HE-BCI evidence gathering survey

Closed 29 Jan 2024

Opened 29 Nov 2023


This survey is a part of HESA’s review of the Higher Education – Business and Community Interactions (HE-BCI) survey. Its purpose is to gather information about current practices for the recording and use of data about knowledge exchange (KE) and related activities. This builds on a wide range of previous work available on the website, and fits into the plans we have communicated in our September blog

The survey is organised into 5 large sections corresponding with the priority areas we have established for the HE-BCI review (plus an initial background section):

  • Commercialisation 
  • Geographic granularity
  • Social and cultural interactions
  • Equality, diversity & inclusion (EDI)
  • Staff and students as agents of knowledge exchange (KE).

The commercialisation section is further subdivided into subsections on spin-offs, start-ups, licensing and IP, disclosure and patent protection, and international comparisons. We provide background material in each section.

The information you provide will help us in both the short and longer-terms. In the short-term your answers help us understand how closely our in-development proposals for changes will fit with existing data practices. They will help us modify our design options before we consult with you, and will also help us to improve the guidance and definitions in the survey. Your insights will help us determine the options for designing HE-BCI to meet emerging policy needs in ways that better fit the operating environment. We will consult on these options in spring 2024 (planned for between February and April), once we have digested your responses. Changes and implementation timescales will be published in late spring 2024.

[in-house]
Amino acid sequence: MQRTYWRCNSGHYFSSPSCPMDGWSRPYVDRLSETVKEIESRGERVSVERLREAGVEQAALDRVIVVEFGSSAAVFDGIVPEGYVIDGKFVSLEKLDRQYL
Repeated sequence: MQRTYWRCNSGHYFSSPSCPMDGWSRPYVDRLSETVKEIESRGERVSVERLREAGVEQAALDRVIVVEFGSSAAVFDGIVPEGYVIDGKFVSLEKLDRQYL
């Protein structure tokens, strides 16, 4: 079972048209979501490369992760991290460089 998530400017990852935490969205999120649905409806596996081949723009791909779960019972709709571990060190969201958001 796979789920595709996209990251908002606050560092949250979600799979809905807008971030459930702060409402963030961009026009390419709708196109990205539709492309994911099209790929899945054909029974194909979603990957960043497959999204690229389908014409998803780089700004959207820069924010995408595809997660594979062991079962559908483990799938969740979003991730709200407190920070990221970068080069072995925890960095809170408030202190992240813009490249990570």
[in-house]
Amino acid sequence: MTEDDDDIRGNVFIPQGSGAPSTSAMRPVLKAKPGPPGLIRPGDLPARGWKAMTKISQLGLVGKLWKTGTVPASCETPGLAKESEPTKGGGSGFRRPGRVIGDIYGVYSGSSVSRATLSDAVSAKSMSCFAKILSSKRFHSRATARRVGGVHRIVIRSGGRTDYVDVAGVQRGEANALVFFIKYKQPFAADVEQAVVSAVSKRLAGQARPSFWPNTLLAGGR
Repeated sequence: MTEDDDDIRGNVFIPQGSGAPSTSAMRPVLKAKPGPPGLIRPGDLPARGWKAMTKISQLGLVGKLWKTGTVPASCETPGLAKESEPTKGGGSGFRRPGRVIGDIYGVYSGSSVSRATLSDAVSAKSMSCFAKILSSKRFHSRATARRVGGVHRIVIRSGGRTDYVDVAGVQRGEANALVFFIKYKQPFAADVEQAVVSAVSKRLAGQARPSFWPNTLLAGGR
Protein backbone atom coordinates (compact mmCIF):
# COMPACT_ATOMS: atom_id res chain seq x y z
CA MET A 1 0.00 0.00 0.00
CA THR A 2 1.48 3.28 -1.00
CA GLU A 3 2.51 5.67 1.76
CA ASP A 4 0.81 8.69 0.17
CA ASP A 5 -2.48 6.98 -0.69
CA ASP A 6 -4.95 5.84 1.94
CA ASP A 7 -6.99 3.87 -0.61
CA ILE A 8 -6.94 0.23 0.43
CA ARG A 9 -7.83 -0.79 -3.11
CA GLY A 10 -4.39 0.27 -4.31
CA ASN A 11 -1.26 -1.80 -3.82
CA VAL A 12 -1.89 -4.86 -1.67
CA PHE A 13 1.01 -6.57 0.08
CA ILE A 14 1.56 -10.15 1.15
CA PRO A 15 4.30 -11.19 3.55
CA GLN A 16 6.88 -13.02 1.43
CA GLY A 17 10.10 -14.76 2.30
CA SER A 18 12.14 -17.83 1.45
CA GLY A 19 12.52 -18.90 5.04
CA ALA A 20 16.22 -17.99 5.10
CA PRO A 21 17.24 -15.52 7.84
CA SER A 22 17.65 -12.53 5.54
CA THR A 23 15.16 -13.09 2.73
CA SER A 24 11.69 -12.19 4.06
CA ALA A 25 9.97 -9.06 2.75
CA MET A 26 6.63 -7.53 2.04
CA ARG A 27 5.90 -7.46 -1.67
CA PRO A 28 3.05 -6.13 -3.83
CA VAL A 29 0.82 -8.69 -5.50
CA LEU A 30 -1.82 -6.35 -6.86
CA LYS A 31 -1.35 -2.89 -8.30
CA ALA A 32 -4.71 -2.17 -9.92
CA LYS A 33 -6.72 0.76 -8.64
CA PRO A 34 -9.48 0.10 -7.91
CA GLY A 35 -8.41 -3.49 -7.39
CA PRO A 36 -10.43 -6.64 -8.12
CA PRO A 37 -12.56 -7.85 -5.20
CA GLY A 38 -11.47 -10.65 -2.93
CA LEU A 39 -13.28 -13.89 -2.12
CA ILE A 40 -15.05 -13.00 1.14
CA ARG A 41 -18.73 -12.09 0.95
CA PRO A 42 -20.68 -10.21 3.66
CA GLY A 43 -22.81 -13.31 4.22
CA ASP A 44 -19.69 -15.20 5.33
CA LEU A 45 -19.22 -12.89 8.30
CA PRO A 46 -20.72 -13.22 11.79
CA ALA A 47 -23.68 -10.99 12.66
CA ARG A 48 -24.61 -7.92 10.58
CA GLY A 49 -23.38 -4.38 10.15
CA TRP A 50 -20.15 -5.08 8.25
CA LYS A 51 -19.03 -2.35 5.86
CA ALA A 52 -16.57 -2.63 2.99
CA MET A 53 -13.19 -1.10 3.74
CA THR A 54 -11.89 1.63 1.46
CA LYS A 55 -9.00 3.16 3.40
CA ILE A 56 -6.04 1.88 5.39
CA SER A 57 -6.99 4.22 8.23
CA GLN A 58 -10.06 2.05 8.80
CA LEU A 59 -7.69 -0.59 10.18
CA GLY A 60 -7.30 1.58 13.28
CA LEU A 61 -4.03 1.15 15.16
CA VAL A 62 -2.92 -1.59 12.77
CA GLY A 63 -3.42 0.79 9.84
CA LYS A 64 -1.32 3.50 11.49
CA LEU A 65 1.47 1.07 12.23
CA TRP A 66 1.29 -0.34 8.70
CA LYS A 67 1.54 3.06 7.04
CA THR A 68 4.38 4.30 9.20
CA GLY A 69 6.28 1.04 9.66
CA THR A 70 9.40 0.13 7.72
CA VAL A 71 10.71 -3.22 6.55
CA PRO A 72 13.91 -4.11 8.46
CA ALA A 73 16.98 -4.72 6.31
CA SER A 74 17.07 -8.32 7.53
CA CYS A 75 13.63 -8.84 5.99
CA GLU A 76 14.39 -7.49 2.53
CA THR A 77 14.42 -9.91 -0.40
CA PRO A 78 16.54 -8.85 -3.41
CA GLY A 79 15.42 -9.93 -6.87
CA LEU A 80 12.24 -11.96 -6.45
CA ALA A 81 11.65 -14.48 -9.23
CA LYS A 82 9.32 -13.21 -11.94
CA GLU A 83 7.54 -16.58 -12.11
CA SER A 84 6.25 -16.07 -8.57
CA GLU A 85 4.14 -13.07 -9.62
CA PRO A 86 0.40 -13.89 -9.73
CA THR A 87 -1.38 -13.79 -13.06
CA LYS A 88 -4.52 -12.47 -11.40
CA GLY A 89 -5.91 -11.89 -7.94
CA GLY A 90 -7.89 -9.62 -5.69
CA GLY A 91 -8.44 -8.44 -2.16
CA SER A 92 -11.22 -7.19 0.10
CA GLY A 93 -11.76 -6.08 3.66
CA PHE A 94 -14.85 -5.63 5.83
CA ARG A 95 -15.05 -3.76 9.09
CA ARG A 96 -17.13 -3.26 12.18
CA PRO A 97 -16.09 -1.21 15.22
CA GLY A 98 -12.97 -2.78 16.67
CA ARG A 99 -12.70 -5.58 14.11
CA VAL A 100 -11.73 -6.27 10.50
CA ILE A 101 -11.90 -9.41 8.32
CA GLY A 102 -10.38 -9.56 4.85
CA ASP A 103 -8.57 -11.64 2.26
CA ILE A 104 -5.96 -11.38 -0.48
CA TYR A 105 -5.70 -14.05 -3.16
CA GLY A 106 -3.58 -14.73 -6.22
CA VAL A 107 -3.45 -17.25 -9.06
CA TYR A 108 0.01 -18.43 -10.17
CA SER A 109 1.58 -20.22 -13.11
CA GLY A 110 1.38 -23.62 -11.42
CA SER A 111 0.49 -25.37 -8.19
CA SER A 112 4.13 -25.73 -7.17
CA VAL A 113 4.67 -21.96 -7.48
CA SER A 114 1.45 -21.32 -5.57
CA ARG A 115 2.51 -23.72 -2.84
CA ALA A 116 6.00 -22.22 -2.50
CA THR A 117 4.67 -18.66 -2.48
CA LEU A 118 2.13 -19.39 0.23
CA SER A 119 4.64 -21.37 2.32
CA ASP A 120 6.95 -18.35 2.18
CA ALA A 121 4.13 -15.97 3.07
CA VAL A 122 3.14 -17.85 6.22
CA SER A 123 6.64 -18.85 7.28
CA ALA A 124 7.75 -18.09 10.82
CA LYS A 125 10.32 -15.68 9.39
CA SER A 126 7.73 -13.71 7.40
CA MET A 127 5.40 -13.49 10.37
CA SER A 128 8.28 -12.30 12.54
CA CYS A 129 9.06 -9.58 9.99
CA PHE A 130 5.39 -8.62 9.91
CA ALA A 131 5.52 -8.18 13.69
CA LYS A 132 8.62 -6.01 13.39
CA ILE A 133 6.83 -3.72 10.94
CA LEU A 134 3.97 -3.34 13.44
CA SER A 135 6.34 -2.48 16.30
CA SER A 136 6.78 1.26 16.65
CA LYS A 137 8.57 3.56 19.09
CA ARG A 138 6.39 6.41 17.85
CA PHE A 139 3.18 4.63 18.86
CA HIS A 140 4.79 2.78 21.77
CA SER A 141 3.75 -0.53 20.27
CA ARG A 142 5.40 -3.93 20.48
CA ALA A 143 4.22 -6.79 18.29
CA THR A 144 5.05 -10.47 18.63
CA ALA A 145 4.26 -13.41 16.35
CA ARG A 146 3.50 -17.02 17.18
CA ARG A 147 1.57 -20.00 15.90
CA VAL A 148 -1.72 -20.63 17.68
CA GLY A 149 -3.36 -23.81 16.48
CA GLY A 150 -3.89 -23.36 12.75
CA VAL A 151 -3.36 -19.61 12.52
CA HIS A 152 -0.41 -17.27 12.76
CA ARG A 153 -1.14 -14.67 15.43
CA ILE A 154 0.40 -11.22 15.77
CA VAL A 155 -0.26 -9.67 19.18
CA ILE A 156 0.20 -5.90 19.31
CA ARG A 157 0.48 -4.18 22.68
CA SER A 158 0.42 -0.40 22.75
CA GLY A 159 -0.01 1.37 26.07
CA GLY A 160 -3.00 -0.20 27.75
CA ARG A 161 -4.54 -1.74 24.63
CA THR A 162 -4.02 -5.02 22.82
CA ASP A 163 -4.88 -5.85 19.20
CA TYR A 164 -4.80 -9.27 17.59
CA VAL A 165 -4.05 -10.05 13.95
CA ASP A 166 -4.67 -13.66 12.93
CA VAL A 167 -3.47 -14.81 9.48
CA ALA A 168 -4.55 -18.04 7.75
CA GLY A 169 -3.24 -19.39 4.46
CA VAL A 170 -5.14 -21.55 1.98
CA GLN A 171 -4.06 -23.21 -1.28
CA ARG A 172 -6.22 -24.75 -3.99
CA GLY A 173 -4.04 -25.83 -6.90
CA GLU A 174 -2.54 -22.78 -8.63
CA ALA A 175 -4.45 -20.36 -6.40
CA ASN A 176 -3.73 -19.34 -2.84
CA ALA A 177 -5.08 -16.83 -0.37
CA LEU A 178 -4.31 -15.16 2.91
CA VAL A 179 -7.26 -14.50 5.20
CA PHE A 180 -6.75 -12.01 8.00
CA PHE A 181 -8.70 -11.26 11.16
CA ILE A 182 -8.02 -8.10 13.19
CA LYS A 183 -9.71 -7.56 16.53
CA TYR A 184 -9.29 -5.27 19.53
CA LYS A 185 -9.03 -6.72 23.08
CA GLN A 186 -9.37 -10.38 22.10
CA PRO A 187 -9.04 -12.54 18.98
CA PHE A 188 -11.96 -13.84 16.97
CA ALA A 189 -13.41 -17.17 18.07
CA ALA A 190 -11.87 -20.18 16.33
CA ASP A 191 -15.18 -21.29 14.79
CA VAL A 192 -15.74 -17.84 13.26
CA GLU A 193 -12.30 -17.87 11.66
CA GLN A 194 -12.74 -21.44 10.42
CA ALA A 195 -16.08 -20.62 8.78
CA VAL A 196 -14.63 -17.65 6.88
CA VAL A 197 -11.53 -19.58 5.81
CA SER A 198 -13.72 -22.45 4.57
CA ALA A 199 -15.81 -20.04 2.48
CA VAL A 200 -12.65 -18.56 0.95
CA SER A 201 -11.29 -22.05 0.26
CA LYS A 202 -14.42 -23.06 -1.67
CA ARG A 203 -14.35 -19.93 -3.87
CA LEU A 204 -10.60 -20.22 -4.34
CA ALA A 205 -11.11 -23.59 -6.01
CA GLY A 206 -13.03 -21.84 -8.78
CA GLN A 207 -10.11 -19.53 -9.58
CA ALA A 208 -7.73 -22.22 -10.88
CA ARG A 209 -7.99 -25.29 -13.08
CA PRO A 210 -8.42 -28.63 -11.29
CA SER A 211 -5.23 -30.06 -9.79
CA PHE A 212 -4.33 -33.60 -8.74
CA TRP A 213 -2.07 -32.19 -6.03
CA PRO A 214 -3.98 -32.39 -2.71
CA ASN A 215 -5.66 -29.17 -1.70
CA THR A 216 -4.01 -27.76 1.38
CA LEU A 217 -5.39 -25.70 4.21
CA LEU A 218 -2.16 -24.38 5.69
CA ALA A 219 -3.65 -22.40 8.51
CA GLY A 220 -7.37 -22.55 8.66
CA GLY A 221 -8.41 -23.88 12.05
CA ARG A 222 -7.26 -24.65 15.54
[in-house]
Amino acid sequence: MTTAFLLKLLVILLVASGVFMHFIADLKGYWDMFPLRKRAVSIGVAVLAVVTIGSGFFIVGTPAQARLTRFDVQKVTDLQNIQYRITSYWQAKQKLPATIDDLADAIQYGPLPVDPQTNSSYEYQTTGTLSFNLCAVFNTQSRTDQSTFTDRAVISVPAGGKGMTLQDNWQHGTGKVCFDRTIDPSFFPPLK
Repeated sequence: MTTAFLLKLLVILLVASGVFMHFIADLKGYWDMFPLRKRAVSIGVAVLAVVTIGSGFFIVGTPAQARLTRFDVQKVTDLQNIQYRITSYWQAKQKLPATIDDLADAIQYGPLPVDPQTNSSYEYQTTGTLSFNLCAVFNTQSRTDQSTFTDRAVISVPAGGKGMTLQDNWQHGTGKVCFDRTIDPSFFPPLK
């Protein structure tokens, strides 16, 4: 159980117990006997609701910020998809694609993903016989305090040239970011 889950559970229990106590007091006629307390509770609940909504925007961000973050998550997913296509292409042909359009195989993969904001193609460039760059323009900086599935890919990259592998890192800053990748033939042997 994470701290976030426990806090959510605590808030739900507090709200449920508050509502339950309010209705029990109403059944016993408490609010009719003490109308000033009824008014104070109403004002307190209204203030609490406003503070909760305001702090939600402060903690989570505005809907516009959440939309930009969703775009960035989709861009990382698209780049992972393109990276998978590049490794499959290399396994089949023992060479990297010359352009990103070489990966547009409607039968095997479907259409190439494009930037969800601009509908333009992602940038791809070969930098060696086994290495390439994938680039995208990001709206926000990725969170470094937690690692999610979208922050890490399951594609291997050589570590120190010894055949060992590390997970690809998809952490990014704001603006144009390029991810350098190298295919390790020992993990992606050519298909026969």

In the longer term your answers will provide evidence that can help all our stakeholders and ourselves to give further consideration to the information landscape across each of our priority areas. We therefore plan a summary of findings from this survey separate to the forthcoming consultation.

We have organised questions in each section into one of three possible categories:

  • Questions that will help improve definitions and data quality. These will be in the following sections: Background on HE-BCI and Knowledge Exchange (Q5), Commercialisation (Q6-15, 39-41, 60, 75-83), Geographic Granularity (Q94), Social and cultural interactions (Q106-109).
  • Questions that will help design of new data collection. These will be in the Commercialisation section (Q16-27, 42, 61, 84).
  • Questions that support wider work and potential future development of metrics in KE. These will be in the following sections: Commercialisation (Q28-37, 43-58, 62-73, 85-87, 89-92), Geographic Granularity (Q95-104), Social and cultural interactions (Q110-114), Equality, Diversity and Inclusion, and Staff and students as agents of Knowledge Exchange.

These are not hard distinctions, as some questions may help in more than one way, but we hope this helps signal the main intent in each section.

What is the timetable for this survey?